Since 1492, 50 Popes have not been canonized; 3, though, are beatified. Only 2 are canonized and the two popes are not "Great."

Prior to 1492, there were 214 popes. Among this group, 77 are saints; of the 167 not canonized, only 7 are blessed. Three of the pope-saints comprise "the Greats" (Gregory, Leo, and Nicholas).

I don't think JPII, a GREAT MAN BUT NOT A GREAT POPE, stacks up to Pope St. Pius X, as being the greatest of the 20th century popes. IMO he should be canonized, but not for a long time (at least until good men like Bl. Pius IX, Popes Leo XIII and Pope Pius XII of recent times are canonized).

So...What makes Pope John Paul II worthy of being dubbed "the Great" ahead of 75 pope-successors to St. Peter?

You can say that many of the early popes, atleast to Pope Liberius, but even for a few centuries onward, were blanketed as Saints in the early days of The Church.

Yes, we should bring back Traditional altars, but so should we wait to call Pope John Paul II a Saint before we jump to Pope St. John Paul II Magnus. He had a chance to "bind" a lot of things that he "loosened" and caused a lot of scandal in the process.

Just my two cents. The altar is a positive step back into continuity with past ages and popes.

Anonymous said...

They will canonise JPII and call him 'great'

Escriva was canonised - anything is possible.

Anonymous said...

In the XXII century (yes, 22nd), when the new Pope authorizes the restoration of thew old altar, it will be remarked that it is high time but could not happen until one of the SSPS bishops could occupy the Chair of Peter.

Oh, and there will be a long article about who did what along the way to make the restoration possible. Benedict XVI will be credited for raising the excommunication naturally, however the article will emphasize that first, the John Paul bishops had to be replaced and the liberal remnant everywhere had to die off too.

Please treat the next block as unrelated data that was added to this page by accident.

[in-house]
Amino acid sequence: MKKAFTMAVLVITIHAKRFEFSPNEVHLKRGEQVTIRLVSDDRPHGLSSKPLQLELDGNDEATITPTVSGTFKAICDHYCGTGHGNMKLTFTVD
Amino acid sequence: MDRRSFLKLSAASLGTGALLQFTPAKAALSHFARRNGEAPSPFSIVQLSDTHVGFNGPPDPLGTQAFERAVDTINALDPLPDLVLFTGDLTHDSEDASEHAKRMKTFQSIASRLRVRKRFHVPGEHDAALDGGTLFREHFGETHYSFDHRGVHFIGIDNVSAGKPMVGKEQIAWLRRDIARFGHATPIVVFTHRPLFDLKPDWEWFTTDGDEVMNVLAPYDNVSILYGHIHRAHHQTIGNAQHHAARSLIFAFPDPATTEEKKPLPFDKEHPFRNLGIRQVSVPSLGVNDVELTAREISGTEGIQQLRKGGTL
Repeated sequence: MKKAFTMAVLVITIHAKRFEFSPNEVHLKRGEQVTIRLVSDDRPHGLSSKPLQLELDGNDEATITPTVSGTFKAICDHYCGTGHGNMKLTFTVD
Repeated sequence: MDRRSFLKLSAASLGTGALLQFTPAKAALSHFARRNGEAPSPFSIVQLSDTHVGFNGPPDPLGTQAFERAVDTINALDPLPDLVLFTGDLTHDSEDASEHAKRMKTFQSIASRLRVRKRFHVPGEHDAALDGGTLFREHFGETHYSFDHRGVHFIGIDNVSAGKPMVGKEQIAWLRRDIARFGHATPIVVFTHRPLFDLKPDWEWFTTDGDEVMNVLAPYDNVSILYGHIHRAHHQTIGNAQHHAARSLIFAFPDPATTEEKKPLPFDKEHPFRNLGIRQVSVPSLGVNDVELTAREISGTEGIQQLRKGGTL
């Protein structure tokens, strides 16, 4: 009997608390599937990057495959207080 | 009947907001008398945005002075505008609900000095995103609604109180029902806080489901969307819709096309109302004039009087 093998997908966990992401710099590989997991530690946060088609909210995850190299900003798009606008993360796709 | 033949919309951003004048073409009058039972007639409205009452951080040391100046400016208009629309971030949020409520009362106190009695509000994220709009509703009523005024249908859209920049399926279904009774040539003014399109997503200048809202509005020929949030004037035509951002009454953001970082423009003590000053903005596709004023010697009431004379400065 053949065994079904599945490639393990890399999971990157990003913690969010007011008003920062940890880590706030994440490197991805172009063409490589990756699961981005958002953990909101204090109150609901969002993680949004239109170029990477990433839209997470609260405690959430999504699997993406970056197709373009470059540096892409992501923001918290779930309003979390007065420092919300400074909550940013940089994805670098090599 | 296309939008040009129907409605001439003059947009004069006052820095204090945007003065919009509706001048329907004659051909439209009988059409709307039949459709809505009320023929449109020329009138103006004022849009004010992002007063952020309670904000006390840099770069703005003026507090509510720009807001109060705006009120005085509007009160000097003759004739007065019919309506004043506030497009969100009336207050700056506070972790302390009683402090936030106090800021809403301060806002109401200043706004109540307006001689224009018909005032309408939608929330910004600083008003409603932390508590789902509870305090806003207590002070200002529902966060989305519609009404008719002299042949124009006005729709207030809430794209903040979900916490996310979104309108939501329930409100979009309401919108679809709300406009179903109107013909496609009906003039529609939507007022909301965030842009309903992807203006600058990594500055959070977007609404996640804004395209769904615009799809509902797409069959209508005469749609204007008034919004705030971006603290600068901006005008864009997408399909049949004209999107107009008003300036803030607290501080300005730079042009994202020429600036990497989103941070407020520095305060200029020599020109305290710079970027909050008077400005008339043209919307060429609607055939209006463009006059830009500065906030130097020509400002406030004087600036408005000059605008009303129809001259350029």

Gustavo Ráez-Patiño said...

Anonymous,

Don't hide your name cowardly if you are going to write such nonsense full of prejudice against a great saint as St. Josemaría Escrivá.

Regarding the new altar, we should know by now that our Holy Father likes to introduce changes slowly. To get rid of the previous iron altar and put at once an "ad orientem" one would have been too drastic. But I am sure that eventually we will see one.

sacerdotte in italia said...

Will anyone answer my question?

Anonymous said...

I know this is unrelated to this post, however, I have been reading this blog for a number of months and have a quick question:

What is a good book that discusses the doctrine of the Papacy and a separate book which explains Marian doctrine?

I'm a Protestant and trying to work through some rather difficult issues. Thanks!

New Catholic said...

Dear friend,

Thank you for reading our blog.

Any indications will depend on what is your level of knowledge of those issues. Please, send me a note (and, if any of you have any suggestions, send them to me): newcatholic AT gmail DOT com .

Anonymous said...

For a concise intro to Catholic doctrine see Scott Hahn's Rome, Sweet Rome where he explains his conversion from stauch protestant (and opponent of Rome)to Roman Catholicism. Invocante

Anonymous said...

"Will anyone answer my question?"

Dear Sacerdotte of Italia,

My understanding is that the title "Great" is a title of honor given to a doctor of the Catholic Church. Very few people receive this title and it is not bestowed lightly. Hence the controversy about JP11 getting such a title without due process.

"Doctor of the Church (Latin doctor, teacher, from Latin docere, to teach) is a title given by a variety of Christian churches to individuals whom they recognize as having been of particular importance, particularly regarding their additions to theological or doctrinal matters." Ref:Wikipedia

Jerry,penitent